by Jacqueline Charles and Curtis Morgan, The Miami Herald, Oct. 28, 2012
Haitian Prime Minister Laurent Lamothe peered from the helicopter window and paused, as if needing time to process the ravaged landscape below: washed-out roads, rotting crops, flooded roads and raging rivers flowing with mud. “We have a big job to do,’’ Lamothe said to Sen. Steven Benoit, a member of the opposition party, who was along on a grim damage survey Saturday.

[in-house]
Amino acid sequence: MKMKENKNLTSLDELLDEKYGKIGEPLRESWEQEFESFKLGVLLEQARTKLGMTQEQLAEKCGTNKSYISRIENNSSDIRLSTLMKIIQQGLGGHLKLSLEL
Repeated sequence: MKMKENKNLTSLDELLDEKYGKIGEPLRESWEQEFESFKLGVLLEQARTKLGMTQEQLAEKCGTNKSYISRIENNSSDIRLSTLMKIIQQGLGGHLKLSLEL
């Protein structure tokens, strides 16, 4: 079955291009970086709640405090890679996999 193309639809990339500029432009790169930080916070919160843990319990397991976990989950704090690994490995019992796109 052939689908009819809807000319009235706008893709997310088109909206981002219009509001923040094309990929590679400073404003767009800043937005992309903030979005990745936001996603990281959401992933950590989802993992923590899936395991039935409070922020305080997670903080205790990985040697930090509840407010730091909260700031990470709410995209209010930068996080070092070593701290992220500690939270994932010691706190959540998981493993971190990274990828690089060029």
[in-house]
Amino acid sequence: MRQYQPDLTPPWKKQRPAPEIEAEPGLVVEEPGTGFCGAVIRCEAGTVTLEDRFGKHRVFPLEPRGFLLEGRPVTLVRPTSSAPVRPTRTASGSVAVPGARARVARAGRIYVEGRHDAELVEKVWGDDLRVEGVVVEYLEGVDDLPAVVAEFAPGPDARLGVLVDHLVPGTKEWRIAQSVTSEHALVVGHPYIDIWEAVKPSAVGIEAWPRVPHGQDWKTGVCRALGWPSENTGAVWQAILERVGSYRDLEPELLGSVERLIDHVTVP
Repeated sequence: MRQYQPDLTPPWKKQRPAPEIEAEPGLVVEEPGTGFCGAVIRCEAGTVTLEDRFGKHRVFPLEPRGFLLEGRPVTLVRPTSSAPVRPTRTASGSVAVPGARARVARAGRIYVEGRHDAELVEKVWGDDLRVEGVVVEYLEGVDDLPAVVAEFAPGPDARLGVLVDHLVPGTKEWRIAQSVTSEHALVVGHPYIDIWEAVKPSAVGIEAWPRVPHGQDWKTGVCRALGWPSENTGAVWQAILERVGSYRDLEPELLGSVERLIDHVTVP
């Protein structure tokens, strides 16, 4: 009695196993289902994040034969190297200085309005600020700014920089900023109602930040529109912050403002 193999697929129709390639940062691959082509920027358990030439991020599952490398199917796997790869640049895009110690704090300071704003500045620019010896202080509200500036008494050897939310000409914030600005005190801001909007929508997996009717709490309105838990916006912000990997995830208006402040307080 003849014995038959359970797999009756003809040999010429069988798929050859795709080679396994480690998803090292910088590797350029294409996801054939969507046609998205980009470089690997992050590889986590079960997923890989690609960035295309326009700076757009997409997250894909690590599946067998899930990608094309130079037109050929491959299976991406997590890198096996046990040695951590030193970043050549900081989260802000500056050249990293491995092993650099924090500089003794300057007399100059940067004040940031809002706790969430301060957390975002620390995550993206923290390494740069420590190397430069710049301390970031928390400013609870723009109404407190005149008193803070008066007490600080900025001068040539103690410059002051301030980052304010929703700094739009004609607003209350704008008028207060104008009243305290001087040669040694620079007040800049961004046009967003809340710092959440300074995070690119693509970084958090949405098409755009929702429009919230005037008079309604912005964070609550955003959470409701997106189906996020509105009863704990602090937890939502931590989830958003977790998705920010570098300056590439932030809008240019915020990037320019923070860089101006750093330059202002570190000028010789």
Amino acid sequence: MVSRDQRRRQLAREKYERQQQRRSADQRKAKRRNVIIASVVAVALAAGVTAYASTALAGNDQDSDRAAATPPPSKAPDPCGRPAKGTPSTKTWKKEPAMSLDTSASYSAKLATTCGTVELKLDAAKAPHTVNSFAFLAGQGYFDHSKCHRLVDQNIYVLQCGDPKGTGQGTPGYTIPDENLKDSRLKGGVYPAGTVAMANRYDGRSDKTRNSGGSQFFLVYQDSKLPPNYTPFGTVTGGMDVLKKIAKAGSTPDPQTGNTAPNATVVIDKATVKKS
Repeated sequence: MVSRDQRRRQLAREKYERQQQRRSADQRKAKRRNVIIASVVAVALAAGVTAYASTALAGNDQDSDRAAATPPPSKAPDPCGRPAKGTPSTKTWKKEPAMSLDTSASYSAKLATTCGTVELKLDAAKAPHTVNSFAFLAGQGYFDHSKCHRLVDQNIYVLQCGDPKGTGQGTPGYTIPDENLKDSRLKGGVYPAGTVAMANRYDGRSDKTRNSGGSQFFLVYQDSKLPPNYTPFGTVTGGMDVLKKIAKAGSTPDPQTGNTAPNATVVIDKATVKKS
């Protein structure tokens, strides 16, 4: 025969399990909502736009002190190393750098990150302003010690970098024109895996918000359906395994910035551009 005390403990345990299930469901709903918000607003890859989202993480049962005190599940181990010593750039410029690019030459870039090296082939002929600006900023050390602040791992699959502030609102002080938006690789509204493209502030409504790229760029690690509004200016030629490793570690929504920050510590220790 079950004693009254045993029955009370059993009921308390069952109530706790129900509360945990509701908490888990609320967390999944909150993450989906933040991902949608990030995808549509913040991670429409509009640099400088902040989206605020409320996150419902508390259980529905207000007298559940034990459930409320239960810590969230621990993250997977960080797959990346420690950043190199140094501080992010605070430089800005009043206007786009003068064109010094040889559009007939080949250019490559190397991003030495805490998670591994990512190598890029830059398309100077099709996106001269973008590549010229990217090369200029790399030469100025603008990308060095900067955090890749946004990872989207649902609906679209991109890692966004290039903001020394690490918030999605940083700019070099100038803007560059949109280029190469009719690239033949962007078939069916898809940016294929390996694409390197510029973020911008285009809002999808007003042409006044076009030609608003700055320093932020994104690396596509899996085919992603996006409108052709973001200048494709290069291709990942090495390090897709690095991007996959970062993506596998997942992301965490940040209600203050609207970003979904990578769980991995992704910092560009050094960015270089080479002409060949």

With the death toll rising to at least 51 and an estimated 200,000 homeless as a result of four days of relentless rain from Hurricane Sandy, Lamothe appealed for patience and called for investment in flood-control structures that are largely absent from the countryside. But he also expressed a weary frustration, one shared by many in this poor nation reeling from a string of natural disasters. With each one, he said, Haiti has taken a step backward. “It should not be normal that every time it rains, we have a catastrophe throughout the country,” Lamothe said.